Mar 22, 2011
Nanopores reshaped into slits and stars
Solid-state nanopores are of great interest as developers hope to use the structures to characterize biopolymers, such as DNA, RNA and polypeptides. Within the highly confined space of a nanopore, down to a few nanometres, molecules can be detected by a variety of means. Now, besides tuning the size of the nanopore, researchers have deformed Si3N4 nanopores into many other geometries, including nanoslits and nanostars, using a high-energy convergent electron beam (CEB) in a high-resolution transmission electron microscope (TEM).
The team from Peking University, China, used a CEB in a high-resolution TEM (Tecnai F30, 300 kV) to reshape the structures. Circular nanopores were drilled in a few minutes when a high-energy electron beam was converged to a bright spot on free-standing Si3N4 membranes. By moving the CEB to an area near one corner of the nanopore, deformation with the desired geometry could be realized directly.
Painting with electrons
To achieve the anticipated pattern or structure, the irradiation spot of the electron beam can be moved at will, using it as a "paintbrush", starting from an initial nanopore and stopping when the desired geometry is obtained. Different geometries can be fabricated with the same nanopore sequentially.
Nanoslits with a 2 or 3 nm width and 100 nm length were realized by this approach (see image above), which can find applications as supporting membranes and masks. The geometry of nanostructures can be modified under irradiation of the electron beam to a lower surface free energy in the fluid state, with the help of the knock-on effect from the CEB.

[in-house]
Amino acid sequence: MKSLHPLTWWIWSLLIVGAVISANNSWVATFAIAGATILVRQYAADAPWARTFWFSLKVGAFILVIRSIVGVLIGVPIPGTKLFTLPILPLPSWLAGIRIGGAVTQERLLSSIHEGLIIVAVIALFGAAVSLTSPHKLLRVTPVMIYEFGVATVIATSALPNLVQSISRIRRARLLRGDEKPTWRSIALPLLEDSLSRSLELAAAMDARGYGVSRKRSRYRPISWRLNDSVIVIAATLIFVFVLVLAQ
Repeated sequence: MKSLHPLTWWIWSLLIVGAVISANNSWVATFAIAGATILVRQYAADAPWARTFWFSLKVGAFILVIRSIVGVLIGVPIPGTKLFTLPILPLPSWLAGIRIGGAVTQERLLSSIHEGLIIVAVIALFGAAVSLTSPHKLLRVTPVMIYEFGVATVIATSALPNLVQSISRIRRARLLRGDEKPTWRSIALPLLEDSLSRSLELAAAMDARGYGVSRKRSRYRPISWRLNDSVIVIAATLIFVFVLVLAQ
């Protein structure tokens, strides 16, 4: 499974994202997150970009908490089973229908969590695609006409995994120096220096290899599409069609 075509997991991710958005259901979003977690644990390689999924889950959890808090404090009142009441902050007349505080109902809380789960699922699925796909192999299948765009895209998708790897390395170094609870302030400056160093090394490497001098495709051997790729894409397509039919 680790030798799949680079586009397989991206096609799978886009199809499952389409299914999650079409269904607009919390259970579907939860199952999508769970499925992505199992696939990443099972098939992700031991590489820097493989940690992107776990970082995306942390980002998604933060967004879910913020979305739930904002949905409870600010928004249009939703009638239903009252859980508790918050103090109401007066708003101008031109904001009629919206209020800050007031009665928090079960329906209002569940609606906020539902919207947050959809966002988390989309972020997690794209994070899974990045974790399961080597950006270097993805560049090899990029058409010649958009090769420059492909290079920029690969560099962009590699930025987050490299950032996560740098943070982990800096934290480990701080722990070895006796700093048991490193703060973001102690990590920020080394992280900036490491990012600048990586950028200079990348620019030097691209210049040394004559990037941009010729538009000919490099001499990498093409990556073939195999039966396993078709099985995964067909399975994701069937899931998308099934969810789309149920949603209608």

The group's results provide a new perspective for nanopore-based device fabrication, which would open up more substantial opportunities for nanoelectronics and nanofuidics.
Additional details can be found in the journal Nanotechnology.
About the author
The study was conducted by researchers from the State Key Laboratory for Mesoscopic Physics, and Electron Microscopy Laboratory, at Peking University, China. Mr Song Liu is now a PhD candidate in physics at Peking University. He performed the nanopore fabrication and deformation experiment and was supervised by Dr Qing Zhao, now an associate professor at the School of Physics, Peking University. Dr Qing Zhao is currently working on nanopore-based device fabrication and its application for DNA detection. Prof. Dapeng Yu is leader of the nanostructure and low-dimentional physics group in the School of Physics at Peking University. The group's research covers a wide range of fields, such as transport properties and device applications of semiconducting nanowires, graphene and solid-state nanopores.